Card studied the labor market in Miami in the wake of Cuba’s sudden decision to let people emigrate in 1980, leading 125,000 people to leave in what became known as the Mariel Boatlift. It resulted in a 7% increase in the city’s workforce. By comparing the evolution of wages and employment in four other cities, Card discovered no negative effects for Miami residents with low levels of education. Follow-up work showed that increased immigration can have a positive impact on income for people born in the country.
Angrist and Imbens won their half of the award for working out the methodological issues that allow economists to draw solid conclusions about cause and effect even where they cannot carry out studies according to strict scientific methods.
Card’s work on the minimum wage is one of the most well-known natural experiments in economics. The problem with such experiments is that it can sometimes be difficult to isolate cause and effect. For example, if you want to figure out whether an extra year of education will increase a person’s income, you can simply compare the incomes of adults with one more year of schooling to those without.
Yet there are many other factors that may determine whether those who got an extra year of schooling are able to make more money. Perhaps they are harder workers or more diligent and would have made more money than those without the extra year even if they did not stay in school. These kinds of issues cause economists and other social science researchers to say "correlation doesn’t prove causation."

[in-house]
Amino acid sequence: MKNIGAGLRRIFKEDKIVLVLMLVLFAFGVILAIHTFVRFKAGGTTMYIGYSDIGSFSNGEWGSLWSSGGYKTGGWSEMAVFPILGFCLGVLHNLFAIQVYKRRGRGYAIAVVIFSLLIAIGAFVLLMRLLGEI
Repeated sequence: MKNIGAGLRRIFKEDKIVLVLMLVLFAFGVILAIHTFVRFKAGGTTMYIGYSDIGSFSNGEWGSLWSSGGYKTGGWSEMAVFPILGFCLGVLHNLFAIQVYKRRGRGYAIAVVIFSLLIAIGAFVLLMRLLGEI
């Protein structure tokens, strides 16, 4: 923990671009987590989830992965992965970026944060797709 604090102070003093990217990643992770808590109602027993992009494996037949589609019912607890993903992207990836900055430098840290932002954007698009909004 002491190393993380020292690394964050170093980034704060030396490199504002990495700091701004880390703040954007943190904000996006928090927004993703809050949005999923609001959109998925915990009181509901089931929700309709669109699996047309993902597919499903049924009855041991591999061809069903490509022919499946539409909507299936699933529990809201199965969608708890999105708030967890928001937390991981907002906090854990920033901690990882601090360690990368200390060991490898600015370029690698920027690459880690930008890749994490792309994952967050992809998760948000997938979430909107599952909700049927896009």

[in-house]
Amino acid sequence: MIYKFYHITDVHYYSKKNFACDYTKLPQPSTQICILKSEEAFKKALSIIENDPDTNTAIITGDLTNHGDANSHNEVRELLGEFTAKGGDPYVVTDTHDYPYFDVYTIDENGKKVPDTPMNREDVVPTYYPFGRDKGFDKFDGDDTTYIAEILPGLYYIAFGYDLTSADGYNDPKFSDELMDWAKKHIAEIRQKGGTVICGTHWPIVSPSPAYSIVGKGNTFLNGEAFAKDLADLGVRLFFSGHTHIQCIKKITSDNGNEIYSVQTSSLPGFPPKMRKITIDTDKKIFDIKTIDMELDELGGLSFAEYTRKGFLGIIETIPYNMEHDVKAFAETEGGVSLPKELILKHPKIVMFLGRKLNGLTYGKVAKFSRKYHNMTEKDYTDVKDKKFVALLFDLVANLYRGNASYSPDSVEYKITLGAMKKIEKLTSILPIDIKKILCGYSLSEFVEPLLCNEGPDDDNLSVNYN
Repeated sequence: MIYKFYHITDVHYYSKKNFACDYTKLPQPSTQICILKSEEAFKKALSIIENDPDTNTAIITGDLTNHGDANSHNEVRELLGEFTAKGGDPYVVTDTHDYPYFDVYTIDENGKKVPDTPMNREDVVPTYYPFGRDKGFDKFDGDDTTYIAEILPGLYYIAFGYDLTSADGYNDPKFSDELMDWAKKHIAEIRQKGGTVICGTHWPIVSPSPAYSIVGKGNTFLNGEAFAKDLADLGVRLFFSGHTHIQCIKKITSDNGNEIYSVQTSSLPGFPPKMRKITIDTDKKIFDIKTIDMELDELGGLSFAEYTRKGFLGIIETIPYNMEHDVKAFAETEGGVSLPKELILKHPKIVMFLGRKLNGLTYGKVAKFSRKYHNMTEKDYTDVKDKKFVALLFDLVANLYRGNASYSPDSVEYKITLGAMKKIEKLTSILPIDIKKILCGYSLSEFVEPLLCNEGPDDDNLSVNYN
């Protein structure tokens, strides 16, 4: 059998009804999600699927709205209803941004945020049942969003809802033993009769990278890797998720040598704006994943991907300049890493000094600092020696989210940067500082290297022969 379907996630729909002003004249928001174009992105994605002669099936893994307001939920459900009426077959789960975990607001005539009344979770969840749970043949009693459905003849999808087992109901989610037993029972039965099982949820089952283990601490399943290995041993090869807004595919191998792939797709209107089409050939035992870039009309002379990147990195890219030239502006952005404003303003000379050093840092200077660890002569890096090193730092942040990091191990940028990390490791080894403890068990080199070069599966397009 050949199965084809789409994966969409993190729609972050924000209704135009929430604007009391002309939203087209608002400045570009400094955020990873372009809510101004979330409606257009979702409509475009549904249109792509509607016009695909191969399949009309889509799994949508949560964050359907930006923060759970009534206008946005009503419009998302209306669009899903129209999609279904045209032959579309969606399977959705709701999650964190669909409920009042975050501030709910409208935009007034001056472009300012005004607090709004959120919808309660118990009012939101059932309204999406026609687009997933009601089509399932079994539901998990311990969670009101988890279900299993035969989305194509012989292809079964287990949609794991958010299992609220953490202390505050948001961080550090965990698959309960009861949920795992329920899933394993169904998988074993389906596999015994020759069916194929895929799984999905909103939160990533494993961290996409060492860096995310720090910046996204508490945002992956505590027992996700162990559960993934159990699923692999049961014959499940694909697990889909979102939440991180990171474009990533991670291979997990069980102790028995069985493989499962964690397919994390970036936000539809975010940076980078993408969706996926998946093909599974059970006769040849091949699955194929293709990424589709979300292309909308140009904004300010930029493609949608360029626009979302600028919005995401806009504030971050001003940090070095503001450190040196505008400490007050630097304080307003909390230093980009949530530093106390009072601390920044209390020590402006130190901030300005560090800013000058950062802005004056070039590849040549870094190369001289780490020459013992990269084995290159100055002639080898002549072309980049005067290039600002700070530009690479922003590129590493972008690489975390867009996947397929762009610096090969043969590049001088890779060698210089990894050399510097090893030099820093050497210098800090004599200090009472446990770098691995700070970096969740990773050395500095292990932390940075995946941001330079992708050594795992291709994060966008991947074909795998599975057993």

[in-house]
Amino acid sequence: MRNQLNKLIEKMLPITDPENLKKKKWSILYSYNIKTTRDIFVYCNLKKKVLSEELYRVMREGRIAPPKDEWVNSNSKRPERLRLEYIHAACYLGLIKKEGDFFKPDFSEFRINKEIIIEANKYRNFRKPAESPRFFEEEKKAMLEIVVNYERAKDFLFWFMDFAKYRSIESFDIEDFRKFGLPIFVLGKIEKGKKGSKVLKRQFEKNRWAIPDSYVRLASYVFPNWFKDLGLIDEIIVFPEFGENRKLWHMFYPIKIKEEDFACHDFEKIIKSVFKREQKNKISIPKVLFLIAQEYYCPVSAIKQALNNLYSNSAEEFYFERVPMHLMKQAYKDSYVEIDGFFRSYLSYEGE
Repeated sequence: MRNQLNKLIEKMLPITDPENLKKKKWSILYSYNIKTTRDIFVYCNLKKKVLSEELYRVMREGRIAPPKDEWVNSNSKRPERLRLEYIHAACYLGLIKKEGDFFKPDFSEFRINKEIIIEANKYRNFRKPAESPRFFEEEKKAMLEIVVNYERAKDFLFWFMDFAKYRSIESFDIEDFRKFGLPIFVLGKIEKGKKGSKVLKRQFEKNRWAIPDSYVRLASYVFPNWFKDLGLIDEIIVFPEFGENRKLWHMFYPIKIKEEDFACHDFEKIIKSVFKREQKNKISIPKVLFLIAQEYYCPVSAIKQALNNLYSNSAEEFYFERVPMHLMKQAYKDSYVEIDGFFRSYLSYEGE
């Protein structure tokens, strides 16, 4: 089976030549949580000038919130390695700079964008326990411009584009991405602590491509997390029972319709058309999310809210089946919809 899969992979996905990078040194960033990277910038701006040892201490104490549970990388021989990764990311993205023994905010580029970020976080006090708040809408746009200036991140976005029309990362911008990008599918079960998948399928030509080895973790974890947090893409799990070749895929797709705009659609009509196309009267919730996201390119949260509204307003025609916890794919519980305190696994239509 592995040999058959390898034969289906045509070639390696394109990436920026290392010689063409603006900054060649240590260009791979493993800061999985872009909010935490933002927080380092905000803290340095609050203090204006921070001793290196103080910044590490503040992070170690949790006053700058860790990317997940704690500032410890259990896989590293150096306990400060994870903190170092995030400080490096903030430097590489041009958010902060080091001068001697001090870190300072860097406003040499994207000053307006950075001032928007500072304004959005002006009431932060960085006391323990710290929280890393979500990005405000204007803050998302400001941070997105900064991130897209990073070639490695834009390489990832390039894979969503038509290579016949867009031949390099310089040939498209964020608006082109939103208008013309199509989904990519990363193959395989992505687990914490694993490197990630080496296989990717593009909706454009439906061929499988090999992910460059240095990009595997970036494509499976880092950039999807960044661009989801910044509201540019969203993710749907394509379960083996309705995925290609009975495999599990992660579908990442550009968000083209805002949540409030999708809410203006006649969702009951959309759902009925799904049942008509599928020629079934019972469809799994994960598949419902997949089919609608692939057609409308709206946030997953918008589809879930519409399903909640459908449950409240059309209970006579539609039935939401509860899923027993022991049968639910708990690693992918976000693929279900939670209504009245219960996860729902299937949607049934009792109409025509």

Imbens and Angrist, however, figured out ways to isolate the effects of things like an extra year of school. Their methods enabled researchers to draw much clearer conclusions about cause and effect, even if they are unable to control who gets things like extra education, the way scientists in a lab can control their experiments.
Card said he thought the voice message that came in at 2 a.m. from someone from Sweden was a prank by a school friend, until he saw the number on his phone really was from Sweden.
He said he and his co-author Kreuger faced disbelief from other economists about their findings. "At the time, the conclusions were somewhat controversial. Quite a few economists were skeptical of our results," he said.
As for the significance of the research, "the thing that has really influenced the field is the idea of looking for these pivotal events or things that have happened that could potentially inform our theorizing and understanding of the world," he said.
He paid tribute to Krueger, saying that "I am sure that if Alan were still with us he would be sharing this prize with me."
"I was just absolutely stunned then to get a telephone call," Imbens said. "And then I was just absolutely thrilled to hear the news … that I got to share this with Josh Angrist and David Card," whom he called "both very good friends of mine." Imbens said Angrist was best man at his wedding.
Angrist said, "Of course I’m thrilled. … It’s an honor to get the Nobel Prize and especially to be recognized with my winners, you know, Guido Imbens and Dave Card, who are wonderful scholars and I couldn’t be happier."
Krueger, who worked with Card on some of the research that won the Nobel, died in 2019 at age 58. He taught at Princeton for three decades and was chief Labor Department economist under President Bill Clinton. He served in the Treasury Department under President Barack Obama, then as Obama’s chairman of the Council of Economic Advisers.
The award comes with a gold medal and 10 million Swedish kronor (over $1.14 million).
Unlike the other Nobel prizes, the economics award wasn’t established in the will of Alfred Nobel but by the Swedish central bank in his memory in 1968, with the first winner selected a year later. It is the last prize announced each year.